Containership Scrapping Tanks as Carriers Seek Out ‘Anything That Floats’
By Mike Wackett (The Loadstar) – Despite a 30% spike in prices for scrap, just 1,300 teu of cellular tonnage was sold for demolition in the past 60 days as operators seek...
The comments were made during The Council of Supply Chain Management Professionals (CSCMP) annual State of Logistics Report presentation with supply chain executives on major forces shaping logistics in the pandemic and post-pandemic world.
“Just-in-time is not sustainable these days. Just-in-case supply chain models with inventory buffer ensure sales demand can be fulfilled,” said Matthew Hill, head of Maersk North America’s Import business. “Customers are trusting us with a wider part of their supply chain to focus more on shipment level performance instead of container level.”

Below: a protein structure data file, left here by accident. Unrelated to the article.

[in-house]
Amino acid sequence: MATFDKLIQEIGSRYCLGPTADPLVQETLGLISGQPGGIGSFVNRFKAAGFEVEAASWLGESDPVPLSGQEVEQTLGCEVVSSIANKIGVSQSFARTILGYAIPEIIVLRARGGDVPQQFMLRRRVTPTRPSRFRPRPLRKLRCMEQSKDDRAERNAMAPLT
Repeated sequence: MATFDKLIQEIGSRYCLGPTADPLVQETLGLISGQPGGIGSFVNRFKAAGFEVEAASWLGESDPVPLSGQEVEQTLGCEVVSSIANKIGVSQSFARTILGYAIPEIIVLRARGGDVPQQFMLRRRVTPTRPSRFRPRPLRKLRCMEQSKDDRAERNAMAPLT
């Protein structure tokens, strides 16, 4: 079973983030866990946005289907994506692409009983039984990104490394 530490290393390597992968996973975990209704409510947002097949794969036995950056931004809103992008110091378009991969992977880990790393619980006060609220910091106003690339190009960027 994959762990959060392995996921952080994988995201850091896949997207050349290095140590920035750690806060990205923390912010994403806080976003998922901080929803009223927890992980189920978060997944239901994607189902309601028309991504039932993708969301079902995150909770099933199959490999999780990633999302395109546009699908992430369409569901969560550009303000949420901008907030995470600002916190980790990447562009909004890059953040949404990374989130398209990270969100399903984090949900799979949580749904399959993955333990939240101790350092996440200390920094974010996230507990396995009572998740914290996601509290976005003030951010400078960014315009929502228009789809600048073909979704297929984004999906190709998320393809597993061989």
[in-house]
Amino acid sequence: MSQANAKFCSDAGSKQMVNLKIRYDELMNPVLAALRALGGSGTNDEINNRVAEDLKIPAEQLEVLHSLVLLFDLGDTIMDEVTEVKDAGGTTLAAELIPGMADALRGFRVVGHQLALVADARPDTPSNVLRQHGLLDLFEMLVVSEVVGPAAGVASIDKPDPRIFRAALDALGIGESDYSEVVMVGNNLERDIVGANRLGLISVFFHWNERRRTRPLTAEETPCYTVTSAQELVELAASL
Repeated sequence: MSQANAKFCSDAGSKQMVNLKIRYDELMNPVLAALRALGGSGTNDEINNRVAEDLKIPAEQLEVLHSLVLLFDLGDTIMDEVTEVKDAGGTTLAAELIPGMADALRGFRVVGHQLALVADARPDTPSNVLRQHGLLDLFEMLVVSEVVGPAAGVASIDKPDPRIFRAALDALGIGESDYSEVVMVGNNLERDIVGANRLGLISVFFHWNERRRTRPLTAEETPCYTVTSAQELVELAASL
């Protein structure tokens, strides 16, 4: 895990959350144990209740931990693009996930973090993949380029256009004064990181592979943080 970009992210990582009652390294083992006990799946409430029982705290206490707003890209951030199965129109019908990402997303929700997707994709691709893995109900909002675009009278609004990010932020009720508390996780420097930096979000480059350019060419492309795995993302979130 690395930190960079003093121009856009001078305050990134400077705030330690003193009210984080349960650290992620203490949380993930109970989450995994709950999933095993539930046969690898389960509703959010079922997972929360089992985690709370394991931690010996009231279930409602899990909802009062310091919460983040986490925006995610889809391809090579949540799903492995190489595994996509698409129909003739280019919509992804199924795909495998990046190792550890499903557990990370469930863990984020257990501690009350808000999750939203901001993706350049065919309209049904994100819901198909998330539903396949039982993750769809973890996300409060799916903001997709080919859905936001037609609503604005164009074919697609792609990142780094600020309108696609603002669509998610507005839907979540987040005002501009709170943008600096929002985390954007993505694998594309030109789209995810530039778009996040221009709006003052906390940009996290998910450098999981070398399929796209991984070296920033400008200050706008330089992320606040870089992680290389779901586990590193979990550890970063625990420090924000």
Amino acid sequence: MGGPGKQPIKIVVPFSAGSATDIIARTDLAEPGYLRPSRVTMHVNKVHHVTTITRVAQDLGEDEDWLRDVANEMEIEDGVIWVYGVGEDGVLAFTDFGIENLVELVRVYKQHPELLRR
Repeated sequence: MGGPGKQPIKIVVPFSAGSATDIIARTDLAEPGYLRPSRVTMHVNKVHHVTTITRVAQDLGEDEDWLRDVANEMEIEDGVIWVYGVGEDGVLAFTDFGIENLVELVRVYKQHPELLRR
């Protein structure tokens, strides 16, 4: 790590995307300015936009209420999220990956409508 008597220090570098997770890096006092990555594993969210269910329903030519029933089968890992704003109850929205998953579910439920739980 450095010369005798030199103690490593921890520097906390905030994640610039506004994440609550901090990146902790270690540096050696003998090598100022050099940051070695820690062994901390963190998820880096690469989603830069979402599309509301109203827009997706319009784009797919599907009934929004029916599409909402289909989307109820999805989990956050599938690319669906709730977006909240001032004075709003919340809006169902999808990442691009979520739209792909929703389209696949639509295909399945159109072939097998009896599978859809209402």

First adopted 1970s, “just-in-time” is an inventory management strategy that increases efficiency and reduces inventory costs by receiving goods only as they are needed. While efficient, the strategy requires predictable and accurate forecasting, something that is anything but certain in the supply chain these days between port congestion, a shortage of shipping containers, soaring freight rates, and major incidents like the Ever Given or South China’s Yantian port crisis.
The Council of Supply Chain Management Professionals, established in 1963, is an organization whose mission is “to advance the supply chain profession by connecting, educating and developing the world’s supply chain management professionals throughout their careers.”
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